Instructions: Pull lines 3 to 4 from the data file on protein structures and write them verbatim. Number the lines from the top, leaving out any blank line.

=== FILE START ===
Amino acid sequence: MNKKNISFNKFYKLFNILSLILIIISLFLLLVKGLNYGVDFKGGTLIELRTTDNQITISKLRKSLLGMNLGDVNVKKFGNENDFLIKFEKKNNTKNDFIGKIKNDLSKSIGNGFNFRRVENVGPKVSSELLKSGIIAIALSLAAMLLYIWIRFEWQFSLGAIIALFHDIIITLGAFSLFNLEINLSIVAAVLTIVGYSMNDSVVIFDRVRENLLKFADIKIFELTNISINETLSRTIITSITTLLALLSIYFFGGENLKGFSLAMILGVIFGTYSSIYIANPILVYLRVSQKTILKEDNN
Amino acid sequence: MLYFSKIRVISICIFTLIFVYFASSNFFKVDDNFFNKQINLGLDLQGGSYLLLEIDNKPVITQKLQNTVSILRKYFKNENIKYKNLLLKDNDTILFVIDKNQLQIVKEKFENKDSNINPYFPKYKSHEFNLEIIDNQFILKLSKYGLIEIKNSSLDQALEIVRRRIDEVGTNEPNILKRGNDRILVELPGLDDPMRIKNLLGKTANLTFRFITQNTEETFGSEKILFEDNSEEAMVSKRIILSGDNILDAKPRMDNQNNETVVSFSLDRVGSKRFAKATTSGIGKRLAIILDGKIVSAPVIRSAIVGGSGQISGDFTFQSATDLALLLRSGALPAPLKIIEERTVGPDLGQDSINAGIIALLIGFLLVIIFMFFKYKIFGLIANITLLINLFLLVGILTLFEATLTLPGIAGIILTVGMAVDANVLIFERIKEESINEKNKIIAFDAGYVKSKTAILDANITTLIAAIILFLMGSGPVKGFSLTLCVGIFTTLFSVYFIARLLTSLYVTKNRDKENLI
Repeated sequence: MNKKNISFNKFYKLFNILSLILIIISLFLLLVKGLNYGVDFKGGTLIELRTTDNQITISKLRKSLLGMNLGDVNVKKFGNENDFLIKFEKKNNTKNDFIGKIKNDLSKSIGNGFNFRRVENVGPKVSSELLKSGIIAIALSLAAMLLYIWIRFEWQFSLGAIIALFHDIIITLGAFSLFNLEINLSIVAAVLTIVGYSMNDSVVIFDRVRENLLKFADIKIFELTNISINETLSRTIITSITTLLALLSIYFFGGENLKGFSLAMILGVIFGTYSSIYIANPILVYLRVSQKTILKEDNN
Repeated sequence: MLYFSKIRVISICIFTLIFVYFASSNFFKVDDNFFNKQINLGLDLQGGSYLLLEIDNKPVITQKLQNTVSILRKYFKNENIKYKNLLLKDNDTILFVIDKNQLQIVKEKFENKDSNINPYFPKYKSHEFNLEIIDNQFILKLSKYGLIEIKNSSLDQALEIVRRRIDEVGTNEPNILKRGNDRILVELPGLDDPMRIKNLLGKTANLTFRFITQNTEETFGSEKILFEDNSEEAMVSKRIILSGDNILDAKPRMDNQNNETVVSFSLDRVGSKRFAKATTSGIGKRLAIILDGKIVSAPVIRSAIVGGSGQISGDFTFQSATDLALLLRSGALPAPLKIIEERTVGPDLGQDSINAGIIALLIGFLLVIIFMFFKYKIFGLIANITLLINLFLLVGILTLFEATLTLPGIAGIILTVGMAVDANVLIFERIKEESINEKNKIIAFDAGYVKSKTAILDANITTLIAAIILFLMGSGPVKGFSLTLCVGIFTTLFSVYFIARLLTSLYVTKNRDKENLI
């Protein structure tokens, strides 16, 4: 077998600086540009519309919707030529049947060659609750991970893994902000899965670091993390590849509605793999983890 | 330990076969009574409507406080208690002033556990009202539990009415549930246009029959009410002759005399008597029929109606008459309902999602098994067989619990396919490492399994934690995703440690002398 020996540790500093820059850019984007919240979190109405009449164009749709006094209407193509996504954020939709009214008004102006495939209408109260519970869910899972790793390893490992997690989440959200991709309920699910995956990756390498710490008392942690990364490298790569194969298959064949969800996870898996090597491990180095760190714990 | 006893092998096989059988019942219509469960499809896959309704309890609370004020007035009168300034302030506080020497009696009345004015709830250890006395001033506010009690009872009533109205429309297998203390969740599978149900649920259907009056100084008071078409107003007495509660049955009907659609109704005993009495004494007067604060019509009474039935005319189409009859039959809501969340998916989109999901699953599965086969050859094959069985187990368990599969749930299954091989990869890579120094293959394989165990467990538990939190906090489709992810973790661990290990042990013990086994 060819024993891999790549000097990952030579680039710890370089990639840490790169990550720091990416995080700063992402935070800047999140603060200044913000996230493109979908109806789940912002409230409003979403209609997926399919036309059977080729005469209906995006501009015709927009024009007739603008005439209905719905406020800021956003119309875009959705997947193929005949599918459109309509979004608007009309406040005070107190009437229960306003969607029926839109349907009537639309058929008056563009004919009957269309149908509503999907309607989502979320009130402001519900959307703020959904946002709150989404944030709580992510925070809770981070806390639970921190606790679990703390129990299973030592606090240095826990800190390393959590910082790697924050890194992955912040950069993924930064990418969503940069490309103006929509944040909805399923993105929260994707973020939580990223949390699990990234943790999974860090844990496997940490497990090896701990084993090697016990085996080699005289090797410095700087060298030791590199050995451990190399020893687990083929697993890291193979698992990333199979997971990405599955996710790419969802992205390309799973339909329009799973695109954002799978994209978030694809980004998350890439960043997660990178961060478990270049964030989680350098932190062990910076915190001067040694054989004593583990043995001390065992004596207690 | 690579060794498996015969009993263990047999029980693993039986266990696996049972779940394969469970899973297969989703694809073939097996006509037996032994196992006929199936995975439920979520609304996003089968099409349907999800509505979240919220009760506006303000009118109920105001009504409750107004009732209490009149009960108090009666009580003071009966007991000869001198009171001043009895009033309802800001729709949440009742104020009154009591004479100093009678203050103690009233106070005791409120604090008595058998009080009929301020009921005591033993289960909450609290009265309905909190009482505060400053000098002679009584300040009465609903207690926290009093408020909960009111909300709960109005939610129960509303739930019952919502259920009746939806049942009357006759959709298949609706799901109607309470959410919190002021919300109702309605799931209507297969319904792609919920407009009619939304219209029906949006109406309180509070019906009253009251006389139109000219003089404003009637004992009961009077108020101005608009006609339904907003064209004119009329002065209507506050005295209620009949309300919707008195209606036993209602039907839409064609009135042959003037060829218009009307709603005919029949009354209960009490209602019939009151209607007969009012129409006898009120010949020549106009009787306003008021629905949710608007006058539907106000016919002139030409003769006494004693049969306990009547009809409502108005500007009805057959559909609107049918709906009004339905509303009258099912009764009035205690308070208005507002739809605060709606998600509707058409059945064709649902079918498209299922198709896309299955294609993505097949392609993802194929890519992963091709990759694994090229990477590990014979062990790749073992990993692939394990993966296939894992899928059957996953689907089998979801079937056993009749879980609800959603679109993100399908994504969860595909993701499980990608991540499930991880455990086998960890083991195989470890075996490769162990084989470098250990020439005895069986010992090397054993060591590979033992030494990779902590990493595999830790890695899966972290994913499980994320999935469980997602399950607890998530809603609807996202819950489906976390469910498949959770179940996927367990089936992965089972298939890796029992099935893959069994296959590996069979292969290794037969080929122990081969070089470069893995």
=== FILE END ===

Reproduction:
Repeated sequence: MNKKNISFNKFYKLFNILSLILIIISLFLLLVKGLNYGVDFKGGTLIELRTTDNQITISKLRKSLLGMNLGDVNVKKFGNENDFLIKFEKKNNTKNDFIGKIKNDLSKSIGNGFNFRRVENVGPKVSSELLKSGIIAIALSLAAMLLYIWIRFEWQFSLGAIIALFHDIIITLGAFSLFNLEINLSIVAAVLTIVGYSMNDSVVIFDRVRENLLKFADIKIFELTNISINETLSRTIITSITTLLALLSIYFFGGENLKGFSLAMILGVIFGTYSSIYIANPILVYLRVSQKTILKEDNN
Repeated sequence: MLYFSKIRVISICIFTLIFVYFASSNFFKVDDNFFNKQINLGLDLQGGSYLLLEIDNKPVITQKLQNTVSILRKYFKNENIKYKNLLLKDNDTILFVIDKNQLQIVKEKFENKDSNINPYFPKYKSHEFNLEIIDNQFILKLSKYGLIEIKNSSLDQALEIVRRRIDEVGTNEPNILKRGNDRILVELPGLDDPMRIKNLLGKTANLTFRFITQNTEETFGSEKILFEDNSEEAMVSKRIILSGDNILDAKPRMDNQNNETVVSFSLDRVGSKRFAKATTSGIGKRLAIILDGKIVSAPVIRSAIVGGSGQISGDFTFQSATDLALLLRSGALPAPLKIIEERTVGPDLGQDSINAGIIALLIGFLLVIIFMFFKYKIFGLIANITLLINLFLLVGILTLFEATLTLPGIAGIILTVGMAVDANVLIFERIKEESINEKNKIIAFDAGYVKSKTAILDANITTLIAAIILFLMGSGPVKGFSLTLCVGIFTTLFSVYFIARLLTSLYVTKNRDKENLI